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Effective measures to address social mobility and inequality are politically unpopular


A great deal is spoken about equality and, as a result, we have two concepts that are seen as core to the resolution of inequalities: social mobility and income redistribution. In the case of the latter, we've tended to look at redistribution in terms of social class but now there is a fashionable concern that that we should be looking at intergenerational inequalities:
But while there are strong grounds for optimism in some areas, pessimism dominates overall. Pessimists about young adults’ chances of improving on their parents’ lives outnumber optimists by two-to-one. That marks a dramatic, and very rapid, turnaround in outlook. As recently as 2003, optimists outnumbered pessimists by nearly four-to-one. The gloom that has settled across our society since then is common across advanced economies, though Britain is more pessimistic than most.
The Resolution Foundation's work is pretty comprehensive, so it's disappointing when their resolution to the problem identified (today's young people having a better life than their parents) is to give them £10,000 - collected by taxing the existing older population. For me this illustrates the problem we have with developing political solutions to core social problems like equality - the winners in the game of inequality these days want solutions that do not mean them giving up their advantage. You might be able to sell them the Resolution Foundation's bung (although the track record of political responses to inheritance taxes aren't good - as Ed Milliband and Theresa May have found out to their cost) but it really does little or nothing to address the central concern that young people won't be rich enough to buy a stake in our society.

The same applies to social mobility. This is pretty much the subject of Robert Putnam's Our Kids where he explores the barriers to social advancement faced by American young people - driven less by race or location and more by a reborn social class divide (Putnam uses parental education as a proxy so you could argue it's a test of education effect rather than class effect). It's hard to cram a whole book into a sentence or two but, it seems to me that Putnam's findings - for all that we can't get a perfect transfer to UK circumstances - are a better reflection of the social realities facing our next generation than those from the Resolution Foundation.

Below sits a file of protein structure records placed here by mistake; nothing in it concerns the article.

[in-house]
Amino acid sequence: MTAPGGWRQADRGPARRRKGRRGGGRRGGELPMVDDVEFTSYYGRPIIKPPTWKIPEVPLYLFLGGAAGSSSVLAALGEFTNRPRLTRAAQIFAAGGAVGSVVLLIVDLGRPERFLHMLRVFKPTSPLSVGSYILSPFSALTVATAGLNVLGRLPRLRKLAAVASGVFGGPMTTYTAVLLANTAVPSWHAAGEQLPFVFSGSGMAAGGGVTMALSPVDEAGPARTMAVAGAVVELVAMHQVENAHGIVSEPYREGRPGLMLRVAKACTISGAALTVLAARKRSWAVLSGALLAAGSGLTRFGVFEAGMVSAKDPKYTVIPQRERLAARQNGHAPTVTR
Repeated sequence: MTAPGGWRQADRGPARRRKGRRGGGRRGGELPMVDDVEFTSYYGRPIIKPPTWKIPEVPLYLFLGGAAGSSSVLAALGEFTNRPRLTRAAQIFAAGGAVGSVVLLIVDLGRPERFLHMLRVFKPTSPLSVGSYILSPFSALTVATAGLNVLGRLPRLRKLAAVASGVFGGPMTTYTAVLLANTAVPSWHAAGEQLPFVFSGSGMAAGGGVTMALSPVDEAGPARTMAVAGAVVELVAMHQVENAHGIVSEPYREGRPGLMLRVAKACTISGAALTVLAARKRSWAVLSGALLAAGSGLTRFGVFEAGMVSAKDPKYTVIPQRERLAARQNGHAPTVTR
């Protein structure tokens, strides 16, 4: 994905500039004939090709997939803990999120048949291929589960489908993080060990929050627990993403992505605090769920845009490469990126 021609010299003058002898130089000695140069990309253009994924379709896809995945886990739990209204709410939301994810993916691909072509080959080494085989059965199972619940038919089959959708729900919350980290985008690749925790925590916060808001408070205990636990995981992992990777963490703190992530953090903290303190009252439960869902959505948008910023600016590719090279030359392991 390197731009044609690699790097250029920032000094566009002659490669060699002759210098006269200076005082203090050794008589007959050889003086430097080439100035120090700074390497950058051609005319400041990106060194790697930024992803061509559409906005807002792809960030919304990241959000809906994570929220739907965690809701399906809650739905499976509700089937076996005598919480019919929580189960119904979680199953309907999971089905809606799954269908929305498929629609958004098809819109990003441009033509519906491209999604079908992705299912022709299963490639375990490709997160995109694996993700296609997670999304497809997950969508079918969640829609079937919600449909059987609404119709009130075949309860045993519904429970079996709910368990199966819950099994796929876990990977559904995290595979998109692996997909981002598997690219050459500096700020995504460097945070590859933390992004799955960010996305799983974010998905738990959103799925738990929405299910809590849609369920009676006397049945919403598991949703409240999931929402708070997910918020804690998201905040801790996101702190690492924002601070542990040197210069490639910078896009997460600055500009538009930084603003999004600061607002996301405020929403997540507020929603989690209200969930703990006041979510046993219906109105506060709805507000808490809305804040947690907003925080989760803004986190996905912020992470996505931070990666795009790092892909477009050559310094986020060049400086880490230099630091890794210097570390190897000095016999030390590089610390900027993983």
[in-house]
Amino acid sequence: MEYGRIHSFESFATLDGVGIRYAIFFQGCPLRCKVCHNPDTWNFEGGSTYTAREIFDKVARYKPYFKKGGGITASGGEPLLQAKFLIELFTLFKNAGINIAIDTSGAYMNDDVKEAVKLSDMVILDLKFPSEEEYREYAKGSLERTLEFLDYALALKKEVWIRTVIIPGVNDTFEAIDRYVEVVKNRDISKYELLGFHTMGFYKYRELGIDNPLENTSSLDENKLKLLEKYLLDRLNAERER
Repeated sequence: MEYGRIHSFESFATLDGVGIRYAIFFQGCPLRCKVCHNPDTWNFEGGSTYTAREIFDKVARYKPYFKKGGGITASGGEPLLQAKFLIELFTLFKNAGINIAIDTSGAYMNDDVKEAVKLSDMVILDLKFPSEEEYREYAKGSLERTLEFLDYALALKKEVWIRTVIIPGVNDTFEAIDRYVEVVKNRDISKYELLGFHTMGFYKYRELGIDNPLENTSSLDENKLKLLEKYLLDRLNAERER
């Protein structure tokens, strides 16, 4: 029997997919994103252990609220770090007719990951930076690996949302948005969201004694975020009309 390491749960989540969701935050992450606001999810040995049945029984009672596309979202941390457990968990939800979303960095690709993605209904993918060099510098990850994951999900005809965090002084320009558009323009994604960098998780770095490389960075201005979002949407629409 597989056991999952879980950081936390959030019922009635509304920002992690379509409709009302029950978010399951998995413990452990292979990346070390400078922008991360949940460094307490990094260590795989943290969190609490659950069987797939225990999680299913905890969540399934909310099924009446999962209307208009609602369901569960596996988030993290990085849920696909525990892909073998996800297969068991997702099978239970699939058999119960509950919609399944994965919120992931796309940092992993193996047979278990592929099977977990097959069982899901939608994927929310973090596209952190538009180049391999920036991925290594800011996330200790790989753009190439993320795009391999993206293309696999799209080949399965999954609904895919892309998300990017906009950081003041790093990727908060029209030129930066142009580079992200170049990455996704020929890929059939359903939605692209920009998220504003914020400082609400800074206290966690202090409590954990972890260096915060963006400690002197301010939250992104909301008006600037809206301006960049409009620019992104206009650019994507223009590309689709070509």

The problem for the Resolution Foundation is less that working class kids are falling further and further behind middle class kids because of collapsing social capital (essentially Putnam's argument) and more that middle class kids can't afford to buy the assets - typically houses - that their parents were able to buy. For sure the report talks of pay stagnation and job insecurity but its primary thrust is that the resolution of the inequality (ie young people are less able to buy assets than their parents' or grandparents' generation) comes via higher taxes on wealth and specifically real estate wealth.

Not only do I think that the Resolution Foundation's answer is overcomplicated, state-driven and divisive, I'm also pretty sure it won't work. Young people may, at the end of it be a little better off but giving them £10,000 on their 25th birthday isn't going to get most of them onto the housing ladder. Moreover, the Resolution Foundation's proposals for dramatic hikes in property taxes will benefit squeezed local council budgets far more than they will the housing options of young people. And local councils - at least if what they say is a guide - are more interested in building council houses for rent than they are in helping young people buy houses. The result of the report's policies will be some cheery councillors not happier young people - this is not progress.

The problem we have is that the most obvious policy response to the problems of intergenerational inequality and social mobility are not politically easy to deliver. These might include:

Scrapping the strategic planning system including the 'green belt' - nearly everyone says there are too few houses, allowing people to build more homes seems an obvious solution. What would a world without planning look like?

Replacing locational bases for school place allocation with a lottery - most children are in urban areas but, even here, school allocation makes a huge difference. We know that when children from lower social class (as measured by parental education level) are educated alongside their middle class neighbours they achieve better. Our locational system of allocation results in social sortition and less social mobility